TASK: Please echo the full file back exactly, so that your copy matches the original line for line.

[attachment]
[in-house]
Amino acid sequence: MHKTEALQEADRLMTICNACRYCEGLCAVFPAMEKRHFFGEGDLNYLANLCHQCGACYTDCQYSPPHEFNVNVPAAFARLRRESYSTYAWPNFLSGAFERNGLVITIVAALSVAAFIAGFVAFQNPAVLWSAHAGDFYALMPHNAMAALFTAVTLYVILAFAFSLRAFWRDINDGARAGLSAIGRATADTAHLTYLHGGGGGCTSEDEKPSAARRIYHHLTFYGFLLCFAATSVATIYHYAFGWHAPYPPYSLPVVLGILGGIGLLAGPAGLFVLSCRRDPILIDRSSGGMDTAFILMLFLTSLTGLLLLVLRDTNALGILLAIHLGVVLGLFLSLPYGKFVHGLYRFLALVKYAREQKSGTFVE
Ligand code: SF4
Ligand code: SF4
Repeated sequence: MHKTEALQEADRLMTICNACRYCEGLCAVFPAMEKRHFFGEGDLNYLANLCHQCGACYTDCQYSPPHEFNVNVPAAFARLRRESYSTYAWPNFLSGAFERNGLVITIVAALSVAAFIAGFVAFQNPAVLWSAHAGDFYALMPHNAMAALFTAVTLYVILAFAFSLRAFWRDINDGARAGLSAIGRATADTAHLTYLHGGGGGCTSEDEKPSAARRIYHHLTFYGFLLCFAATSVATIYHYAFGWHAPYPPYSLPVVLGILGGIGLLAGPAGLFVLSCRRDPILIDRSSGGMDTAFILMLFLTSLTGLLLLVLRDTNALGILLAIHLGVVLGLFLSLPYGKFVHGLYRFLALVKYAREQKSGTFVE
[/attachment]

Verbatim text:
[in-house]
Amino acid sequence: MHKTEALQEADRLMTICNACRYCEGLCAVFPAMEKRHFFGEGDLNYLANLCHQCGACYTDCQYSPPHEFNVNVPAAFARLRRESYSTYAWPNFLSGAFERNGLVITIVAALSVAAFIAGFVAFQNPAVLWSAHAGDFYALMPHNAMAALFTAVTLYVILAFAFSLRAFWRDINDGARAGLSAIGRATADTAHLTYLHGGGGGCTSEDEKPSAARRIYHHLTFYGFLLCFAATSVATIYHYAFGWHAPYPPYSLPVVLGILGGIGLLAGPAGLFVLSCRRDPILIDRSSGGMDTAFILMLFLTSLTGLLLLVLRDTNALGILLAIHLGVVLGLFLSLPYGKFVHGLYRFLALVKYAREQKSGTFVE
Ligand code: SF4
Ligand code: SF4
Repeated sequence: MHKTEALQEADRLMTICNACRYCEGLCAVFPAMEKRHFFGEGDLNYLANLCHQCGACYTDCQYSPPHEFNVNVPAAFARLRRESYSTYAWPNFLSGAFERNGLVITIVAALSVAAFIAGFVAFQNPAVLWSAHAGDFYALMPHNAMAALFTAVTLYVILAFAFSLRAFWRDINDGARAGLSAIGRATADTAHLTYLHGGGGGCTSEDEKPSAARRIYHHLTFYGFLLCFAATSVATIYHYAFGWHAPYPPYSLPVVLGILGGIGLLAGPAGLFVLSCRRDPILIDRSSGGMDTAFILMLFLTSLTGLLLLVLRDTNALGILLAIHLGVVLGLFLSLPYGKFVHGLYRFLALVKYAREQKSGTFVE